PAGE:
Trivia: Technician license

A bit of history:  The Technician license was created by FCC as part of the 1951 restructuring that expanded the old “ABC” system. This restructuring also gave us the Novice and Extra licenses, and renamed the old A, B and C licenses as Advanced, General and Conditional, respectively.

But why the Technician? There hangs a tale.

Before WW2, the frequencies above about 250 MHz were mostly unexplored territory – so much so that above 300 MHz was essentially unregulated! Anything above 30 MHz was “the ultra-highs”.

The war effort brought incredible advances in VHF/UHF/microwave techniques. New technologies went from lab curiosity to mass production in months rather than years, and by wars’ end there were mass-produced radars operating at 100 times the frequency of the 112 MHz radar that detected the incoming Pearl Harbor attack. Radar, television and plain old radio had a whole new spectrum to use.

And we amateurs got new bands, all the way up to 22 GHz.

The Technician license was originally created with the idea that there would be lots of people interested in the new frontier of UHF and microwaves, and the new technologies used for them. The idea was that those folks would be more interested in experimenting and tinkering than with operating, so the name “Technician” was applied. Since there was a treaty requirement for code testing, the basic 5 wpm code test was needed. The existing General written exam was considered adequate for anyone who would actually operate on those frequencies, so it was used for the Technician.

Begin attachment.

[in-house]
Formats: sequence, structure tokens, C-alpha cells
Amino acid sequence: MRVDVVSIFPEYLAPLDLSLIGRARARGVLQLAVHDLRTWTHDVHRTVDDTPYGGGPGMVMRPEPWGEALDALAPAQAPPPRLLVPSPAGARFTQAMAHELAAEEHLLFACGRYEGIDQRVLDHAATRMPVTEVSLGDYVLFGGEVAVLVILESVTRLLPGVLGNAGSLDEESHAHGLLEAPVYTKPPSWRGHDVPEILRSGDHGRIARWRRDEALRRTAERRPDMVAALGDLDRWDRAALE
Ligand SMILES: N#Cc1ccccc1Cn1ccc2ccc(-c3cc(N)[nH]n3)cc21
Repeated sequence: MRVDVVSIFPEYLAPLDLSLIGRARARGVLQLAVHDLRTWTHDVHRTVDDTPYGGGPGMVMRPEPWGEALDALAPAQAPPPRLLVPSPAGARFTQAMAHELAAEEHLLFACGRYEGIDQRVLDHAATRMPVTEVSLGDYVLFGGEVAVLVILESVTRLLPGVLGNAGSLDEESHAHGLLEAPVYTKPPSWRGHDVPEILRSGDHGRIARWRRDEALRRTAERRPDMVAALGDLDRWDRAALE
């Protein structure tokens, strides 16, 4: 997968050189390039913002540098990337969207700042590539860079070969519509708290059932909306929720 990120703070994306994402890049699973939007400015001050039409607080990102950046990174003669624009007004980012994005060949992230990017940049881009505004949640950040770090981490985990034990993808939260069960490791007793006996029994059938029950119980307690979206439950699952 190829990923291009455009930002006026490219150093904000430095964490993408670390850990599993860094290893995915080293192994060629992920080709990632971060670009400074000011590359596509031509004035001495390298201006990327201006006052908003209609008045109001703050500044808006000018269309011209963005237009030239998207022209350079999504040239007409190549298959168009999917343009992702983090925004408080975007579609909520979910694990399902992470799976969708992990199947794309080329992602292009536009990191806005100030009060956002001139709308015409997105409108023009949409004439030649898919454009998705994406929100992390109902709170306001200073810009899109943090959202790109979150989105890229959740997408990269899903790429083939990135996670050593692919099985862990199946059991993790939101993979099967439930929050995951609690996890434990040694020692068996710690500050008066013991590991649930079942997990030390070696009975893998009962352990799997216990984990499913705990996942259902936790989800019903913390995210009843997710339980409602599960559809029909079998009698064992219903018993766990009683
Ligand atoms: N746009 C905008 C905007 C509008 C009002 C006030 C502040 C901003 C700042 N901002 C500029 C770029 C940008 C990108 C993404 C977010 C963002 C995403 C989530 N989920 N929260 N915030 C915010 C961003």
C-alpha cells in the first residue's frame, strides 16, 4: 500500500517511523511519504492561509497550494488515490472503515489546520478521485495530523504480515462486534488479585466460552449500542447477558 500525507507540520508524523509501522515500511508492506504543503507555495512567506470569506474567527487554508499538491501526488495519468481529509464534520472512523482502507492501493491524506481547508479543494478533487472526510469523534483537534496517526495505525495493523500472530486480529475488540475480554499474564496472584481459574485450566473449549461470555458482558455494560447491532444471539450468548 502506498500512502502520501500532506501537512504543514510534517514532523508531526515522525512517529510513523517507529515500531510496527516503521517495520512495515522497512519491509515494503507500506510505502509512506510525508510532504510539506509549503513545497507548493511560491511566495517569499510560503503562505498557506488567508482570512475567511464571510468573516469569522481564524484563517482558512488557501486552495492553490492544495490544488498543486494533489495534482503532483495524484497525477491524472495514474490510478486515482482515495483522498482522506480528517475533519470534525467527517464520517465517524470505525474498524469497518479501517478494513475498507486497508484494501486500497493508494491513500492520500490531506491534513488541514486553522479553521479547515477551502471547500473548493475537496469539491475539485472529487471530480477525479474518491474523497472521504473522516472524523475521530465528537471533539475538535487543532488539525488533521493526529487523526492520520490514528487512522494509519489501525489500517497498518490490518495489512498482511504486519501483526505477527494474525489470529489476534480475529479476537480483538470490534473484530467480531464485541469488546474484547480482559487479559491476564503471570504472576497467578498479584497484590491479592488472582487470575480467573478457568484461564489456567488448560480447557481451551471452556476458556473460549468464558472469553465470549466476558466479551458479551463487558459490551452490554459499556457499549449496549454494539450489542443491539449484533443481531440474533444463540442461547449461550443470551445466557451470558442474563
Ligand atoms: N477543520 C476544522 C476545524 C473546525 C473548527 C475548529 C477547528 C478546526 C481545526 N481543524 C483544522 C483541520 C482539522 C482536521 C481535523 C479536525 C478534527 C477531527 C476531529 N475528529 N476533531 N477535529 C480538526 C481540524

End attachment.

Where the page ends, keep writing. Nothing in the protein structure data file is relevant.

The original 1951 Technician license had all amateur privileges from 220 MHz and up – not only no HF, but no 6 or 2 meters! In those days, there was no manufactured amateur equipment for 220 and up, so a 1951 Technician really had to be a technician, either home-brewing or converting surplus from other radio services.

The Technician was *not* originally meant to be a step between Novice and General at all. Rather, it was meant to be a specific-purpose license, to increase the amateur presence above 2 meters.

But while the then-new Novice license was a big hit, the Technician didn’t get many takers at first. Only when 6 and then 2 meters were added to Technician privileges did the number of Technicians take off.

The effect of those changes was that many Technicians were really more interested in operating than in experimenting. But the FCC maintained the idea that the Technician was more about experimenting and tinkering than about operating, and that Tech was not a step between Novice and General. For years Techs could not be involved in RACES and similar things. Only in the 1970s did FCC’s attitude begin to change. This was reflected in Technicians getting Novice HF privileges and having the Tech written exam simplified.

73 de Jim, N2EY


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